We have been in Berlin for almost 2 years now (and visited it – often twice a year, for a month each time).  I have been going to the stores in our neighborhood for that long, several times a week.  And, yet, today I did it again!  I nearly knocked my brains out when I went up to the door and acted as though there was a motion detector that would automatically open the door for me.  They have them some places here, but I rarely encounter them.  Nonetheless, I periodically act as though, THIS time, the door is gonna open for me.  It will be interesting to see which dies first – this old habit or this old girl!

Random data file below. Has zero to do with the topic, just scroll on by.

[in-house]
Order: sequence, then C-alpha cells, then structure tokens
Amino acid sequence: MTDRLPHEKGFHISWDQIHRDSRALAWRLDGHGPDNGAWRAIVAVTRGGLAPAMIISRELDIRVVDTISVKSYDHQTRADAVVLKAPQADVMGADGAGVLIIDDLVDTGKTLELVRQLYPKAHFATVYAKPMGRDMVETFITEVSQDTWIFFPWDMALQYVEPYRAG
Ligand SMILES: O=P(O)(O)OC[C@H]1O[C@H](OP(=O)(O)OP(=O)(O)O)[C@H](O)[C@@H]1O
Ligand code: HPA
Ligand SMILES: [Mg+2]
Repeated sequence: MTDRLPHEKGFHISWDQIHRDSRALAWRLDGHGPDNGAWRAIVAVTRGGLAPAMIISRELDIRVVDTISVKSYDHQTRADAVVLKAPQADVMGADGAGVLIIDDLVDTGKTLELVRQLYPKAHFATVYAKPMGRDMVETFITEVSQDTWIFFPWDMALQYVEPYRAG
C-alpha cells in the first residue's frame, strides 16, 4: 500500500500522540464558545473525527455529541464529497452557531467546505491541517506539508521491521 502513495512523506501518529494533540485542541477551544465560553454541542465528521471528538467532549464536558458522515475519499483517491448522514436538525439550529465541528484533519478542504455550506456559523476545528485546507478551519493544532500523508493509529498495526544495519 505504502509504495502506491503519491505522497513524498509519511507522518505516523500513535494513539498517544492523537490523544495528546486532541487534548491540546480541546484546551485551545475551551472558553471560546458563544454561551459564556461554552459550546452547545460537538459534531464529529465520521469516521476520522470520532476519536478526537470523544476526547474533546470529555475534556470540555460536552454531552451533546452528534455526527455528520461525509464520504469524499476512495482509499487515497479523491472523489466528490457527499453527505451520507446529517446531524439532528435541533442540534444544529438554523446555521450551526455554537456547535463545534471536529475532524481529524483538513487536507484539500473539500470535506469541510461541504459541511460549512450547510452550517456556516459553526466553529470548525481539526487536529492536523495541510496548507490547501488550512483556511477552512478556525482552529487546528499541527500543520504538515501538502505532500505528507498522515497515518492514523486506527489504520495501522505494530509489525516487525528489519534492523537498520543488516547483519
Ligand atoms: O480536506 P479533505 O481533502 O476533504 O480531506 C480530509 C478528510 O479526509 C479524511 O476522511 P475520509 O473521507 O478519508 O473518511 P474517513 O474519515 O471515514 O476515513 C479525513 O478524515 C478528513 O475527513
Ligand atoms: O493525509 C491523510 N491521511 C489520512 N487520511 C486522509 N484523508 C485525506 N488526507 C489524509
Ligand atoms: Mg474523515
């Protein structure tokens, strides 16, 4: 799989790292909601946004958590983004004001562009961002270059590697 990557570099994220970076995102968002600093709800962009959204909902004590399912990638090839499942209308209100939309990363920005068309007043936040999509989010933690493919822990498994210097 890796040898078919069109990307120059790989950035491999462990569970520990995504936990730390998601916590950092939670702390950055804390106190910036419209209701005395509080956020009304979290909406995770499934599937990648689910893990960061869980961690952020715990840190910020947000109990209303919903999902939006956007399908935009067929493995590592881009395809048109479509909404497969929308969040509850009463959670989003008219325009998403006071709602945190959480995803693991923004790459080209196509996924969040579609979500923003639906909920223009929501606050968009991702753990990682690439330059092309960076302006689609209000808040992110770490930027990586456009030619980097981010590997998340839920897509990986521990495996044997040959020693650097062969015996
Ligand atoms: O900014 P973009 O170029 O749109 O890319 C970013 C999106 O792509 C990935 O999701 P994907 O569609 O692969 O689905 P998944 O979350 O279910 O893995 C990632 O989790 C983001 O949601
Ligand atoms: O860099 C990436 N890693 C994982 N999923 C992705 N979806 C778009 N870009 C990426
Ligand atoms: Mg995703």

Try as I might, whenever I try speaking German, if the person to whom I’m speaking knows English, he will invariably reply in English.   Although such folks can translate their German into English in the literal sense, they may not know the precise English/American word or idiom for what they want to say.  [For example, one German idiom translates literally into “He has a flea running across his liver.”  That phrase has no meaning for a native English speaker, of course.  If you want to translate that idiom into something that an English speaker from Texas such as myself would understand, you’d have to say “He has a bee up his butt.”]  Yesterday, we were at a park with the grandkids and I went to the concession stand to get us a snack.  I used what (for me anyway) was my best German.  The guy at the concession stand responded in English and, in doing so, asked me what the idiom for ‘keeping food warm’ was.  The literal German was something like ‘keeping the heat in.’  In any case, I had to struggle to come up with the right answer, leading me to lament that, after 2 years here, I’d not yet learned German but was rapidly forgetting my English, which put me in a terrible bind.  Another customer joined in the conversation and asked me where I was from, to which I replied, “Washington, DC.”   His reply was, “But you speak English much better than people from Texas.”  This is richly ironic on so many levels, the first one being that a German is judging who speaks better English.  Then, of course, he unwittingly says I speak better English than someone from Texas does (although I spent my formative years there).   Having been away from Texas for more than half my life, I contend that I have no drawl at all (and, indeed, folks in Texas and Louisiana think I talk like a Yankee).  However, Yankees contend that I most certainly do have a drawl, which I can’t hear (unless I listen to a recording of my voice – such as the greeting on my voice mail – which even I have to admit has residual hint of a Southern drawl).